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FAO Regional Office for Europe and Central Asia

Aquaculture rebounding in Eastern Europe, Central Asia

With relatively little coastline and limited access to the open sea, Eastern Europe and Central Asia are not popularly known for their fish-based cultures or economies.

But according to a recent FAO report, the region today is restoring its traditional aquaculture systems and even expanding into new fish markets.

The State of World Fisheries and Aquaculture 2014analyzes fish production around the globe and provides details on the state of aquaculture in Eastern Europe and Central Asia including implications for the future.

A steady recovery for fish farming

The fall of the Soviet Union had a profound impact on aquaculture, or fish farming, in the countries of Eastern Europe and Central Asia. With no system to coordinate a complex supply chain of infrastructure, feed, and expertise across a vast and suddenly fragmented region, fish production and consumption plummeted.

Yet fish production is making a comeback in the region. Total aquaculture production in has been restored nearly to 1990 levels, largely thanks to strong growth in Turkey. The rest of the region is also sustaining a steady recovery in this sector as it rebounds from a decade of economic turmoil.

Rising fish consumption and regional integration

The European Union continues to be the largest importer of fish and fishery products in the world, but developing countries around the world account for an increasing share of fish imports. The FAO report also highlights significant increases in fish consumption in Central and Eastern Europe thanks to greater purchasing power in the region.

Regional integration and globalization challenge the countries of Eastern Europe and Central Asia to meet high quality standards for fish production, in order to export fish to new markets such as the EU. The fish processing industry has consolidated in Central and Eastern Europe and made great strides to comply with regulations on fish quality, sanitation, transportation and traceability.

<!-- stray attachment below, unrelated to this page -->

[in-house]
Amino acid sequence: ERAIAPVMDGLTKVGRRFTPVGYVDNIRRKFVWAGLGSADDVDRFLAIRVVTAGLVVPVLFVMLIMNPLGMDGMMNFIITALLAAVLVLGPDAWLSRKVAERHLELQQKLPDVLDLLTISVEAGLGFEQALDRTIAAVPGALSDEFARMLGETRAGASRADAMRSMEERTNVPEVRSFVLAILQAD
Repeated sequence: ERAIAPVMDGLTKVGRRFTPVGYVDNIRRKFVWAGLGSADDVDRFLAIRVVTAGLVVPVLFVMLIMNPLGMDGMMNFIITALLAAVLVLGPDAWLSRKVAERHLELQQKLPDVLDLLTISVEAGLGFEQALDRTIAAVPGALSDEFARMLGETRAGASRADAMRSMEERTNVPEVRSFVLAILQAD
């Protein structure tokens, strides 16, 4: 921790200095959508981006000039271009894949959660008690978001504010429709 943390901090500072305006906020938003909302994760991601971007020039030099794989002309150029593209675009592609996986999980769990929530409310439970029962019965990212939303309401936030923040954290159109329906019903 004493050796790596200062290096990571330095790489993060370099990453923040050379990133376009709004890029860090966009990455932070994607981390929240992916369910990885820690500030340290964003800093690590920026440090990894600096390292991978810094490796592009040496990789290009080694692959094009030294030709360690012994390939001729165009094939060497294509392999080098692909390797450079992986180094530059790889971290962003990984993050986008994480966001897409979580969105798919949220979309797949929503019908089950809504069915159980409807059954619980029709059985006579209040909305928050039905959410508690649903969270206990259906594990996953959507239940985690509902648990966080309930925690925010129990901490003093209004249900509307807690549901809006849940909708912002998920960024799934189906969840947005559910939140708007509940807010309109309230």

Supporting the future of aquaculture

Although much of the region is landlocked, fish production and consumption have a strong tradition here, according to Eva Kovács, an aquaculture expert based at FAO’s regional office in Budapest.

“Farmers across this region are generally thought to only plant crops and raise livestock, but they often diversify their yield with aquaculture in local ponds, rivers and lakes,” Kovacs said. “We must acknowledge that aquaculture is an important contributor to food security in the region. FAO aims to support fish farmers with the training and resources necessary to expand the benefits of aquaculture beyond the individual family or community. ” Technical support like this is essential when many farmers in post-Soviet countries are skeptical of regional cooperation and integration.

Training farmers in best practices in aquaculture further ensures higher-quality fish product s and minimizes the potential for environmental damage. But despite regional and global growth in aquaculture, climate change threatens to inhibit progress and limit benefits. In Central Asia, droughts and natural disasters have already raised the cost of fish feed and contributed to a shortage of water sources for aquaculture.

1 October 2014, Budapest, Hungary

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